As Interpol prepare to drop the final curtain on a highly successful European tour in support of El Pintor, Daniel Kessler is just getting started. It's 11am on the button and the fresh-voiced guitarist is confined to his London hotel room, settling in for a day of press regarding new project Big Noble. He's in fine form and clearly proud of his somewhat surprising new outlet. Alongside sound designer Joseph Fraioli, Kessler has created something a world away from the bright lights and charging lines of his regular gig.
First Light, the pair's debut offering, concerns itself with ambient soundscapes and immersive experiences. Audio captures of New York City lightly filter through peaceful guitar lines with no real sense of urgency. Tension acts as its own instrument. A challenging listen, but, depending on how you choose to interact with it, a potentially highly rewarding one too. It is, as Kessler plainly notes, not the kind of thing to take in "while chained to your laptop". Indeed.
DiS: This is quite a departure for you. How did it come to life?
Daniel Kessler: I've known Joseph for about 15 years. I used to work at a left field electronic music company, I was managing it, and Joseph was this artist [on the label] who performed under the name of Datach'i. He was very young and he was making very left field kinda Richard D. James type records, very skitzy drum beats but quite melodic at the same time. I helped release his records and we maintained a friendship over the years even when Interpol was starting to become more of a full time thing for me. We always talked about doing something and we really truly got at it after the fourth Interpol record. I love writing songs for Interpol, creating things from scratch, but I wanted to try and push myself into new boundaries and do things out of my comfort zone; improvising on the spot with somebody recording it. I didn't know what it was going to be like, I certainly had no designs on making a record, but it was such a great experience.
So you and Joseph just clicked?
He's a really easy person to be around. He'd come over to my living room and set up microphones and record. Sometimes we'd do a session and it might turn into something I quite liked or once in a while I'd go see a gallery show or a film and come back and challenge myself to write something on the spot based on what I had just seen. Usually with Interpol I'm very patient, I wait for a song to come to me. I play guitar every day and I don't force it; if a song comes to me it comes and if it doesn't then it doesn't. That's my process. This was a different one - 'Right, try and do something now based on what you saw' - and it was a great one. Consequently, the first thing Joseph and I were thinking about after a few sessions was whether it was music for film and then trying to create some sort of installation as another arm. It wasn't until we actually looked at it that we thought, 'Wait, we have a record here. These are songs'. We never decided to make an album. It was more about collaboration for collaboration's sake.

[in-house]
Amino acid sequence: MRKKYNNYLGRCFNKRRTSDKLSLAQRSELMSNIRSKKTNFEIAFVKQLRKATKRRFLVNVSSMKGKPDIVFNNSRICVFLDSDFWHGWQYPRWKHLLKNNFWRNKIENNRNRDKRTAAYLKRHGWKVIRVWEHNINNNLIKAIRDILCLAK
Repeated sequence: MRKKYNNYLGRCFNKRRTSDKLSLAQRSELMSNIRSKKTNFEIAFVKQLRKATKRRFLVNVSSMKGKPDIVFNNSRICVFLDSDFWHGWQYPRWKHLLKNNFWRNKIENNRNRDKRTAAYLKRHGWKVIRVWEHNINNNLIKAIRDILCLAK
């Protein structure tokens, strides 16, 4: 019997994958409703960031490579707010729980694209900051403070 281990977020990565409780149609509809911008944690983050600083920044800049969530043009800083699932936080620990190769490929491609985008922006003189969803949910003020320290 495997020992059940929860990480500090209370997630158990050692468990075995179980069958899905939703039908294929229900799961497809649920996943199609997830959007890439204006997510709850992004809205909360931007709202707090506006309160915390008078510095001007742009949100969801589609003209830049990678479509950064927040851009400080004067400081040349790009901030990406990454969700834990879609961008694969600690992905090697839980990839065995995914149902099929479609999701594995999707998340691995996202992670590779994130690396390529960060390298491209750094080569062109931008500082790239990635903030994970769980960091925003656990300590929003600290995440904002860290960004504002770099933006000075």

Did any specific film or piece of culture inspire you in particular?
No, it's not like that for me, really. I've written a lot of Interpol stuff while watching films, too. I'd never be able to cite what specifically I was watching. It's more that I use the medium of film to garner some sort of idea, some catalyst for inspiration so I don't have to sit down… I find it a little sterile sometimes, thinking I need to sit down and write a song right now. That puts too much attention on the process. I'd rather sit down and get engaged with a film and maybe do some noodling on the guitar and pause the film and start working if I like what I've come up with. It's more about instances, you know?
Is it a 50/50 split when it comes to the creative process?